musings on java and object oriented software development

Thursday, October 19, 2006

PowerBook narcolepsy issue hack

A few months ago, when doing some photo editing, I noticed that my 1-year-old PowerBook G4 1.67 was a bit sluggish. So I had a look at the available RAM on the machine and sure enough the maximum RAM reported was 512MB, rather than the 1GB that I had installed. I had a look at the memory slots in the System Profiler and one of the memory banks indicated that it was empty.

After a bit of research I found that this was a fairly common problem and Apple were repairing the problem free of charge. So I sent it to a local shop and got it fixed. ( The fix, it turns out, is to replace the Logic Board).

About a week later, my laptop suddenly went to sleep with out warning. It would wake, when you hit the keys, then go back to sleep soon after. Eventually the only way to get it awake was to pull out the battery and power cord. After this cold reboot (which was irritating because you had to reset the clock all the time), it would work fine for an hour or so then the pattern would repeat it self.

I searched about the issue and found that it is a problem with the Trackpad temperature sensor on the PowerBook. The sensor would sporadically display 100+ degrees C, causing the system to think it will melt if it doesn't shut down. The system.log will show a message "Power Management received emergency overtemp signal." prior to it going to sleep.

Very frusted, I searched on the net and tried various remedies which involved removing Kernel Extensions that monitor the temperature of the trackpad. I don't think these extensions actually stop anything, just allow third-party apps to read the temperature sensors, because the fixes didn't make any difference.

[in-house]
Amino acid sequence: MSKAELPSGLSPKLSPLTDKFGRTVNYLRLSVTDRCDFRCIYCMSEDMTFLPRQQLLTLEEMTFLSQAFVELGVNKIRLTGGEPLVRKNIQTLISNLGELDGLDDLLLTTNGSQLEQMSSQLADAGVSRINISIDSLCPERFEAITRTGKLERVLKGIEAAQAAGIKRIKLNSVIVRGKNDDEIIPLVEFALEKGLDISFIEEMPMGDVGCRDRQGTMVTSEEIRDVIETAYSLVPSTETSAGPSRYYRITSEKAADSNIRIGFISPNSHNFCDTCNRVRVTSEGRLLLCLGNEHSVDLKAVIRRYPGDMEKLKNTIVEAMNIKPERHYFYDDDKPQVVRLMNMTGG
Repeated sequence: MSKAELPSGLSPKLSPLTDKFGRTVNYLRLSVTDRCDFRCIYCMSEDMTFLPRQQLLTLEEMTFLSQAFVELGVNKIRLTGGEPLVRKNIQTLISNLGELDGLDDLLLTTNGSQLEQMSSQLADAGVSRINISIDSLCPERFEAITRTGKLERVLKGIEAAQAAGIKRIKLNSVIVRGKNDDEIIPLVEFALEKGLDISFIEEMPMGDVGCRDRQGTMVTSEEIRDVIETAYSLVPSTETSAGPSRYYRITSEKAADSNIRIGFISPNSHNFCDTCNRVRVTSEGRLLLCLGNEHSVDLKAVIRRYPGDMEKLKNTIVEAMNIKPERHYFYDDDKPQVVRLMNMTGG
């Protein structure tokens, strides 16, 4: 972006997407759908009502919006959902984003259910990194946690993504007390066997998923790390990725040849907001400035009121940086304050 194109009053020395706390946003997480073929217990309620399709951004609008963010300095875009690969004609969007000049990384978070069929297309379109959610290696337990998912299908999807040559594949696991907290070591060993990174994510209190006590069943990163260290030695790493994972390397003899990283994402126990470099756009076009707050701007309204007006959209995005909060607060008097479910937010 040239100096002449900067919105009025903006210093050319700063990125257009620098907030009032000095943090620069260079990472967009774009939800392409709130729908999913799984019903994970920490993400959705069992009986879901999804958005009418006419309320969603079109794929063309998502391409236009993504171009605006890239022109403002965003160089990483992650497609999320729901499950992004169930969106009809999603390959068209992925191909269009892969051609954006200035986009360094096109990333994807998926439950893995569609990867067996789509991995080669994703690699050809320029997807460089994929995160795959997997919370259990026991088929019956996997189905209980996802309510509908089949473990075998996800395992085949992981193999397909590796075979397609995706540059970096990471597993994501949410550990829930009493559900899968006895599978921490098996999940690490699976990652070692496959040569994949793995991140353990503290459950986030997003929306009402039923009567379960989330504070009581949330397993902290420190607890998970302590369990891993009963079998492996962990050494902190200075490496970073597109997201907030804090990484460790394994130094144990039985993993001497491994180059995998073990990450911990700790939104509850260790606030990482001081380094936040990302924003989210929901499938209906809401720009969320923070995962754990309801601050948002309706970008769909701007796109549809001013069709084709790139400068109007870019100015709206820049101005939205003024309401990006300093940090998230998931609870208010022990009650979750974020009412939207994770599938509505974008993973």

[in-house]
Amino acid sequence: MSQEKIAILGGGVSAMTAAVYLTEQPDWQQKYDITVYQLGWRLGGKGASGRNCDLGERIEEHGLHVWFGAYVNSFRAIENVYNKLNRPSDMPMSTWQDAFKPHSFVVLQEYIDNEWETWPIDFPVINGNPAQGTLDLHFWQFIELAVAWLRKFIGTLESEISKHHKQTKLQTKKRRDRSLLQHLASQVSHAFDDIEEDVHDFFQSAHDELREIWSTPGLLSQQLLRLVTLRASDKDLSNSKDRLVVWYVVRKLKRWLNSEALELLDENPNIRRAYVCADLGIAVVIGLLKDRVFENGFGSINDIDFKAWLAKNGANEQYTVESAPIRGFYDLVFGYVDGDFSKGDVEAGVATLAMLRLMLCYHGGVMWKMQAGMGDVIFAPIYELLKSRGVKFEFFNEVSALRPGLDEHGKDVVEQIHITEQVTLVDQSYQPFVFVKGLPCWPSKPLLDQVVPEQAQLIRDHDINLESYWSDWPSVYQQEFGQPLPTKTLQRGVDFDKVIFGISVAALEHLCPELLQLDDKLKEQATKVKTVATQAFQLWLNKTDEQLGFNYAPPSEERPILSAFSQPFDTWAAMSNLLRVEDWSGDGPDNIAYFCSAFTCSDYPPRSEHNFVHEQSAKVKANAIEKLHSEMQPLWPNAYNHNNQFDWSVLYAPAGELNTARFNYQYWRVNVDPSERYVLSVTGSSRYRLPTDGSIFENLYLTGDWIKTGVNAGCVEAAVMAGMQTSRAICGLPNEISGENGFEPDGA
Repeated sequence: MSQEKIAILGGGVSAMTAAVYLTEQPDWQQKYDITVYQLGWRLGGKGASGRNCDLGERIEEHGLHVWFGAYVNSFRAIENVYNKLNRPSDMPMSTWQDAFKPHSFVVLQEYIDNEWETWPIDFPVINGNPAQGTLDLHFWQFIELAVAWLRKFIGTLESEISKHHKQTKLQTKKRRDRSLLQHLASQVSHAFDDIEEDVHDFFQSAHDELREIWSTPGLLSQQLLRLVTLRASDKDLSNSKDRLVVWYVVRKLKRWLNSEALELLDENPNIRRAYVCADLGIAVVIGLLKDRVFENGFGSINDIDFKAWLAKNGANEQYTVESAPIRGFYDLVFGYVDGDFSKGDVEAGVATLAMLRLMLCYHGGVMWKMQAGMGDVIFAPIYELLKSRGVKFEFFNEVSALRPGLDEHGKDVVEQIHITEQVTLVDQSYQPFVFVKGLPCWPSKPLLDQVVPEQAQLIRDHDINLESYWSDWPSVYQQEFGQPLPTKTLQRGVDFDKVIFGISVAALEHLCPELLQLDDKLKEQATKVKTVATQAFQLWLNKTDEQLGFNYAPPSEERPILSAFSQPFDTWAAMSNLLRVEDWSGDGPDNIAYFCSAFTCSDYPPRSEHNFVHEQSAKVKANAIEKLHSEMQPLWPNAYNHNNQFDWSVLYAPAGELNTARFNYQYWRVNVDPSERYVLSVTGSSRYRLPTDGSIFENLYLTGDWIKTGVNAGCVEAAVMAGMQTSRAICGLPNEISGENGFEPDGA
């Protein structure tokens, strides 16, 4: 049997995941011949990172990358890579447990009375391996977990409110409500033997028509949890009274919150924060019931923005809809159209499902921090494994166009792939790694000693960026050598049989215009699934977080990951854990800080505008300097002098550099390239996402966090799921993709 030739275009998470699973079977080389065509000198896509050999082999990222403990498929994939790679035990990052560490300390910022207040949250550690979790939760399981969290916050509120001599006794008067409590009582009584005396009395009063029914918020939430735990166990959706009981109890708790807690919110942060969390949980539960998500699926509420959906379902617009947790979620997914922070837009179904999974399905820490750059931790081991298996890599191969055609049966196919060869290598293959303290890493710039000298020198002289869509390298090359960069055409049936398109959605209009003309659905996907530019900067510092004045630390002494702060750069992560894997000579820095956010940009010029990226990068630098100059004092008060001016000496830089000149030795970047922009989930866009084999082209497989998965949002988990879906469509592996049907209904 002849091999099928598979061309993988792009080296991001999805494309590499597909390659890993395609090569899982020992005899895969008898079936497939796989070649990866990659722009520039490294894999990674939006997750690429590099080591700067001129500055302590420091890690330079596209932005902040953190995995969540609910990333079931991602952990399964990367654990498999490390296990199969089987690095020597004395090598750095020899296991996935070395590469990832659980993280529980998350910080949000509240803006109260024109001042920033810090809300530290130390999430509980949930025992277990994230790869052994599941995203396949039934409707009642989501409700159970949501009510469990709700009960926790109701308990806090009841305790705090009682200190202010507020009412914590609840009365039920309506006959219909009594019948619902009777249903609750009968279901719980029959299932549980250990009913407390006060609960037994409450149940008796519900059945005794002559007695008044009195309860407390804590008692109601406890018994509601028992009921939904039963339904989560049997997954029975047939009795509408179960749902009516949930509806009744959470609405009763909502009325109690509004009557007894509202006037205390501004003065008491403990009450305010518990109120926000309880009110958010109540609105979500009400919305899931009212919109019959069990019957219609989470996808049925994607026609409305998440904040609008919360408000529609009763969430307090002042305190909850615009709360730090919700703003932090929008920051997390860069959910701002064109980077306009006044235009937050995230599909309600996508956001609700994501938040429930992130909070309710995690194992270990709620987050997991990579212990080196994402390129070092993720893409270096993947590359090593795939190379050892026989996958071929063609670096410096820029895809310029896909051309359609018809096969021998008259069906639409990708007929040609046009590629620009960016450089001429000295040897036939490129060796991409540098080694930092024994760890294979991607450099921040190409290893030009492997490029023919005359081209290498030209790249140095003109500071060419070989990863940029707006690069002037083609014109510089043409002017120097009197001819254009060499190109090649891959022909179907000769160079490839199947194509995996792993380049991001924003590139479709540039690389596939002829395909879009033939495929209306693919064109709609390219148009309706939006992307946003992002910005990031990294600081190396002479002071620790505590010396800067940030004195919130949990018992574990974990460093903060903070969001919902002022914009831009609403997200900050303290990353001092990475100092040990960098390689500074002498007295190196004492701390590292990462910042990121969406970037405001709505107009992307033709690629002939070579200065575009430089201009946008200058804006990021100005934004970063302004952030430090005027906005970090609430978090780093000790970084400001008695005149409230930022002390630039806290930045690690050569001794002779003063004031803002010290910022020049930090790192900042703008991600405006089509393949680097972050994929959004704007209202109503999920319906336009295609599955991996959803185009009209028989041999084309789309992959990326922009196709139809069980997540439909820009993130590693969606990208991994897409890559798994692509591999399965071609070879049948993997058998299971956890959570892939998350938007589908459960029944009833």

After trying all of the fixes, I thought I'd take matters into my own hands (a hardware repair was out of the question because the laptop is out of warranty), so I downloaded the mach kernel source, found the block of code that sleeps after displaying the "emergency overtemp signal" message and commented it out. After rebuilding the kernel, I pointed Open Firmware to the new kernel and rebooted.

I wouldn't recommend anybody doing this because it is potentially very dangerous!. You might ignore real overtemp signals, your PowerBook could catch on fire!

Several minutes after the restart I got the dreaded "emergency overtemp signal" message twice within seconds of each other, while watching the temperature of the trackpad with the very handy app "Temperature Monitor". Because I had commented out the sleep code, the system did not sleep. The temperature of the trackpad temporarily went to 102.5 C, then back to a cool 37 C.

Problem solved ! In future I will change the code so that it is safer, i.e. keep a history of the fluctuation so that random 100+ degress C temperatures can be put in some perspective and only ignoring overtemp signals coming from the Trackpad.